A team of engineers led by Professor Sunil Agrawal from Columbia University have designed a robotic cane that helps those with limited or impaired ability to walk, acting as the arm of a friend or loved one to hold on to when needed. The use of canes for increased stability has been around for millennia, but only now in the 21st century has a simple tool become a ‘light touch’ autonomous robot capable of rendering assistance at a moment’s notice.
“We have developed a robotic cane attached to a mobile robot that automatically tracks a walking person and moves alongside. The subjects walk on a mat instrumented with sensors while the mat records step length and walking rhythm, essentially the space and time parameters of walking, so that we can analyze a person’s gait and the effects of light touch on it.”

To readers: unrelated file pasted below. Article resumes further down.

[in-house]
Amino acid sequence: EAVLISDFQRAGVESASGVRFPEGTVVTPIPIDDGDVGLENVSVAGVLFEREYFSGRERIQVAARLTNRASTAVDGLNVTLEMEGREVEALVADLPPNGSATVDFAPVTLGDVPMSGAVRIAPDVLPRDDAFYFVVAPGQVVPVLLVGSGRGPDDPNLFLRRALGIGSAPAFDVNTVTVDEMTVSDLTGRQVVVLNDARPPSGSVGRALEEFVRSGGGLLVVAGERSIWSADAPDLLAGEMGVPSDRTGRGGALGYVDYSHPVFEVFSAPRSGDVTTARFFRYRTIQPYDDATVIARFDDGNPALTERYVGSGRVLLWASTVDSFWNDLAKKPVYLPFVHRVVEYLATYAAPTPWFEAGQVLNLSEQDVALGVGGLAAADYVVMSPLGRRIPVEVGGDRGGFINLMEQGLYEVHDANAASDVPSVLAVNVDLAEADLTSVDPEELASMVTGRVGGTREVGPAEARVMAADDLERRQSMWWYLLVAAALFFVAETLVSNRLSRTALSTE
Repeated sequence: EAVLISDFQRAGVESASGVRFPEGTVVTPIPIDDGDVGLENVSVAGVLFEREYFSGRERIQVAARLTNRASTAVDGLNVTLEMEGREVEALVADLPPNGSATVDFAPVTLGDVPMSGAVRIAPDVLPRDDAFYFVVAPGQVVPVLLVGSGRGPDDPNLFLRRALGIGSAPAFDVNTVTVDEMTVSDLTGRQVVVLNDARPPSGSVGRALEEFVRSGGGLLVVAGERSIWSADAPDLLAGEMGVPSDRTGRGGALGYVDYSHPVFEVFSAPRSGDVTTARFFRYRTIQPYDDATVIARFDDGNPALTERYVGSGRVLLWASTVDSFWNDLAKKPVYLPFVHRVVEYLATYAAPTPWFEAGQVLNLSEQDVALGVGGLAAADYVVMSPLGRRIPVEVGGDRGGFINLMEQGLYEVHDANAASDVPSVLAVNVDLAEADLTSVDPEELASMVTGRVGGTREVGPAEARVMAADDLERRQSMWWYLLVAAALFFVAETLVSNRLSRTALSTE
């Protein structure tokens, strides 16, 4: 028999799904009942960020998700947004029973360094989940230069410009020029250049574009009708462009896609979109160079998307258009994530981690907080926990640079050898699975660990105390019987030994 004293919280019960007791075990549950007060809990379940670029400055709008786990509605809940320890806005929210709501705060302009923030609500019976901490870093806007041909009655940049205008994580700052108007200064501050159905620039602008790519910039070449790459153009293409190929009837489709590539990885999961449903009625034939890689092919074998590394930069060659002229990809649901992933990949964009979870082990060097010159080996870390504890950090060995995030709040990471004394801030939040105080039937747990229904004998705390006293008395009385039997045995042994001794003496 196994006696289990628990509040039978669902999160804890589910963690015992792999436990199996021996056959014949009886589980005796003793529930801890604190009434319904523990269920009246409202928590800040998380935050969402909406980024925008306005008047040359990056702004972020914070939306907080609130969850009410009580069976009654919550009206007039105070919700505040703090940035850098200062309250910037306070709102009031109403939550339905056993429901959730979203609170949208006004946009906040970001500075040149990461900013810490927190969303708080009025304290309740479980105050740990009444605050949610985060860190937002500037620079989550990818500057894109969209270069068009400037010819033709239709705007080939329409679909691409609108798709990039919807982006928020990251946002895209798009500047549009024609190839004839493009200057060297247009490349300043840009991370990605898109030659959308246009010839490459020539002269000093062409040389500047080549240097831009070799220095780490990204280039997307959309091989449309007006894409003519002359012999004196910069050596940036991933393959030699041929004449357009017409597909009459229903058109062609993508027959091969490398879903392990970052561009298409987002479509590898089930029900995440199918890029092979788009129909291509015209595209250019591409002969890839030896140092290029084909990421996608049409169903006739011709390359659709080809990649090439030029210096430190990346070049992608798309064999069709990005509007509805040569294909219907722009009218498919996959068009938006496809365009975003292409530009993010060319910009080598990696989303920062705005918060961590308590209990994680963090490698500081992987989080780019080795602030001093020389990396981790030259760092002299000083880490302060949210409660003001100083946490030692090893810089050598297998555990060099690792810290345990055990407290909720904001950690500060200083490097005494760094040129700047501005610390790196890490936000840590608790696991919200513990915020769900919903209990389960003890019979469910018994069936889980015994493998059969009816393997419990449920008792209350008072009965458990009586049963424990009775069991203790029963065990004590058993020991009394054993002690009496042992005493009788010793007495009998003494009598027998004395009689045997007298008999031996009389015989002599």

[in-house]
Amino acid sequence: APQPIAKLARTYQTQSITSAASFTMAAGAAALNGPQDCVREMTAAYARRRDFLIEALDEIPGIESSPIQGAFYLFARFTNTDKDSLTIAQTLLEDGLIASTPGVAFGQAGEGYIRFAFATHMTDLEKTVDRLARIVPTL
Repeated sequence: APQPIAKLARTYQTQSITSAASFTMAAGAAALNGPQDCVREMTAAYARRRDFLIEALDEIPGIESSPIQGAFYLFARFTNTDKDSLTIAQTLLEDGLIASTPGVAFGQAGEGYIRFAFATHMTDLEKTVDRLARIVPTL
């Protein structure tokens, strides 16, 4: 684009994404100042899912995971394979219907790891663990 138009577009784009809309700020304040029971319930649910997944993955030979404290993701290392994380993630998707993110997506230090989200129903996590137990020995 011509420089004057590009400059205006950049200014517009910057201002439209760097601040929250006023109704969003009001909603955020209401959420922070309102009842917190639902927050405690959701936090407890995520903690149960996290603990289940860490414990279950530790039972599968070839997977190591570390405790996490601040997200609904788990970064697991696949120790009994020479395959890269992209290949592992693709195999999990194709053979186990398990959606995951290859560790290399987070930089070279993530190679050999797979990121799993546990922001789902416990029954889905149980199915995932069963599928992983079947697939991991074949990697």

The cane, called CANNIE, was made out from an ordinary cane using a mobile robotic base equipped with an F/T sensor positioned on top of the rod to sense touch and LIDAR on the mobilized base to detect objects and navigational purposes. The engineers tested CANNIE employing 12 healthy young individuals outfitted with a VR headset, which created an environment that shook around them (forward/backward/up/down) to make them unbalanced as they walked.
Each test subject walked 10 laps on the sensor-laden mat, each with and without the robotic cane in conditions with visual perturbations (a cause of anxiety or uneasiness). The idea was to see how they could navigate a path that threw them off balance and focus on their gait while doing so. The engineers found that by using CANNIE, their strides were narrower and gained increased stability while using the robotic cane. The engineers state they will test the cane on the elderly and those that have trouble walking to see how CANNIE can improve their gate.